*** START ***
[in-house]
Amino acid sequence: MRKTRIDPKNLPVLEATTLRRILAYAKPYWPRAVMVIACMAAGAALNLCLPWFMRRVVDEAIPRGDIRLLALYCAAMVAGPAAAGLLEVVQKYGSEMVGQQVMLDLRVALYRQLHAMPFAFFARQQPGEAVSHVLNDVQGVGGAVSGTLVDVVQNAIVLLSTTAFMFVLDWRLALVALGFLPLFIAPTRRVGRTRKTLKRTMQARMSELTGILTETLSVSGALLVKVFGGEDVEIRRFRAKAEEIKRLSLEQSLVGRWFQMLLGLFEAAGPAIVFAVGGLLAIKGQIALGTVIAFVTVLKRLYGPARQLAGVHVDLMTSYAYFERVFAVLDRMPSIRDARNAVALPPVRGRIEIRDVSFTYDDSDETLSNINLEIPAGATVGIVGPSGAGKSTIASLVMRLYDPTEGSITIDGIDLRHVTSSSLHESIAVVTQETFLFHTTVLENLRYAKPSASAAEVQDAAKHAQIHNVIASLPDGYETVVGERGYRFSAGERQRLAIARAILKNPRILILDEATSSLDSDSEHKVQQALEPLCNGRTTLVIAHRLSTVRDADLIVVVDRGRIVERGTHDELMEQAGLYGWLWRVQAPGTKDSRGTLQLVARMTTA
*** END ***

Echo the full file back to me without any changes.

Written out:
[in-house]
Amino acid sequence: MRKTRIDPKNLPVLEATTLRRILAYAKPYWPRAVMVIACMAAGAALNLCLPWFMRRVVDEAIPRGDIRLLALYCAAMVAGPAAAGLLEVVQKYGSEMVGQQVMLDLRVALYRQLHAMPFAFFARQQPGEAVSHVLNDVQGVGGAVSGTLVDVVQNAIVLLSTTAFMFVLDWRLALVALGFLPLFIAPTRRVGRTRKTLKRTMQARMSELTGILTETLSVSGALLVKVFGGEDVEIRRFRAKAEEIKRLSLEQSLVGRWFQMLLGLFEAAGPAIVFAVGGLLAIKGQIALGTVIAFVTVLKRLYGPARQLAGVHVDLMTSYAYFERVFAVLDRMPSIRDARNAVALPPVRGRIEIRDVSFTYDDSDETLSNINLEIPAGATVGIVGPSGAGKSTIASLVMRLYDPTEGSITIDGIDLRHVTSSSLHESIAVVTQETFLFHTTVLENLRYAKPSASAAEVQDAAKHAQIHNVIASLPDGYETVVGERGYRFSAGERQRLAIARAILKNPRILILDEATSSLDSDSEHKVQQALEPLCNGRTTLVIAHRLSTVRDADLIVVVDRGRIVERGTHDELMEQAGLYGWLWRVQAPGTKDSRGTLQLVARMTTA